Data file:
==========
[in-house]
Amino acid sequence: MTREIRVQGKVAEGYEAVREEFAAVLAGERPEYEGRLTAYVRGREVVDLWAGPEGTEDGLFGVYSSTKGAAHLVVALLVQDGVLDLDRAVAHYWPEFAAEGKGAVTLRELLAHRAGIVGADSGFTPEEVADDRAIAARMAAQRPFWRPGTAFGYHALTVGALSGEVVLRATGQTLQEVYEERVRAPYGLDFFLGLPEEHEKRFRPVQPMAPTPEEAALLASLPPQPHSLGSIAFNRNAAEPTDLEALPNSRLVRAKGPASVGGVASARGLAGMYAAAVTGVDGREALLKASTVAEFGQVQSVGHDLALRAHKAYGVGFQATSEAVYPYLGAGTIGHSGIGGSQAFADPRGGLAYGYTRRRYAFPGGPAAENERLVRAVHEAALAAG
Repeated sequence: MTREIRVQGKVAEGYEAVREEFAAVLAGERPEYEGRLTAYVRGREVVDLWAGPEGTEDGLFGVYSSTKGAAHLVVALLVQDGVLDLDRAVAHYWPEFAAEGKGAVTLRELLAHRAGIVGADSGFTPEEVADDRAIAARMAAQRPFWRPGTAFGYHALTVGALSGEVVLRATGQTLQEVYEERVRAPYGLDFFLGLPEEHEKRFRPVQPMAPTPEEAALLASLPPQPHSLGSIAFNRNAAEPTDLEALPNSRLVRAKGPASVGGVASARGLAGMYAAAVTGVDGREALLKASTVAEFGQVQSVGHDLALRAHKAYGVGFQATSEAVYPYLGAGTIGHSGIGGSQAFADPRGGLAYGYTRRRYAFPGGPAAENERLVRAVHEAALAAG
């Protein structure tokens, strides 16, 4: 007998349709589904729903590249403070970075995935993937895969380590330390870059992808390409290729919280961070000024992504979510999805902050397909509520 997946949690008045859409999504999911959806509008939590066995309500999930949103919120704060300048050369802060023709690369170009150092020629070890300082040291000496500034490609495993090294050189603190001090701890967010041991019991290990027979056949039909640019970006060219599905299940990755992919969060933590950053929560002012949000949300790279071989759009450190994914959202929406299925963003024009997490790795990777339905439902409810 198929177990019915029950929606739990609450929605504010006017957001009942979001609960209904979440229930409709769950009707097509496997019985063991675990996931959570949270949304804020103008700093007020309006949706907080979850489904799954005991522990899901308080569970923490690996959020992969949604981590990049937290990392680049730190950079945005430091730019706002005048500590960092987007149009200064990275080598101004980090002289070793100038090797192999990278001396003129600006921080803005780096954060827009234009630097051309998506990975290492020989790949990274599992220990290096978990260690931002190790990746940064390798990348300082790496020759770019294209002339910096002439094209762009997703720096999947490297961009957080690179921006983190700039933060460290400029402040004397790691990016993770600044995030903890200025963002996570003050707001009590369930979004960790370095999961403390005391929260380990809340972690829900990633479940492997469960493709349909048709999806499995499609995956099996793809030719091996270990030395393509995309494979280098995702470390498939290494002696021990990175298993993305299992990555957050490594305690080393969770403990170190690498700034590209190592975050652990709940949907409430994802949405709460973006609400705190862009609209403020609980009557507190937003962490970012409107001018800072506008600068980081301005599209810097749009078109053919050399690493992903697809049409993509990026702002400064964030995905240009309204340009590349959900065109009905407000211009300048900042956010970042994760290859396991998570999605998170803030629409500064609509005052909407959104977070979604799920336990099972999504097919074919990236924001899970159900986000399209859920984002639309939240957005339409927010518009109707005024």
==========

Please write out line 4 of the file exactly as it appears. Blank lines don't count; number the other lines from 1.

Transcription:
């Protein structure tokens, strides 16, 4: 007998349709589904729903590249403070970075995935993937895969380590330390870059992808390409290729919280961070000024992504979510999805902050397909509520 997946949690008045859409999504999911959806509008939590066995309500999930949103919120704060300048050369802060023709690369170009150092020629070890300082040291000496500034490609495993090294050189603190001090701890967010041991019991290990027979056949039909640019970006060219599905299940990755992919969060933590950053929560002012949000949300790279071989759009450190994914959202929406299925963003024009997490790795990777339905439902409810 198929177990019915029950929606739990609450929605504010006017957001009942979001609960209904979440229930409709769950009707097509496997019985063991675990996931959570949270949304804020103008700093007020309006949706907080979850489904799954005991522990899901308080569970923490690996959020992969949604981590990049937290990392680049730190950079945005430091730019706002005048500590960092987007149009200064990275080598101004980090002289070793100038090797192999990278001396003129600006921080803005780096954060827009234009630097051309998506990975290492020989790949990274599992220990290096978990260690931002190790990746940064390798990348300082790496020759770019294209002339910096002439094209762009997703720096999947490297961009957080690179921006983190700039933060460290400029402040004397790691990016993770600044995030903890200025963002996570003050707001009590369930979004960790370095999961403390005391929260380990809340972690829900990633479940492997469960493709349909048709999806499995499609995956099996793809030719091996270990030395393509995309494979280098995702470390498939290494002696021990990175298993993305299992990555957050490594305690080393969770403990170190690498700034590209190592975050652990709940949907409430994802949405709460973006609400705190862009609209403020609980009557507190937003962490970012409107001018800072506008600068980081301005599209810097749009078109053919050399690493992903697809049409993509990026702002400064964030995905240009309204340009590349959900065109009905407000211009300048900042956010970042994760290859396991998570999605998170803030629409500064609509005052909407959104977070979604799920336990099972999504097919074919990236924001899970159900986000399209859920984002639309939240957005339409927010518009109707005024």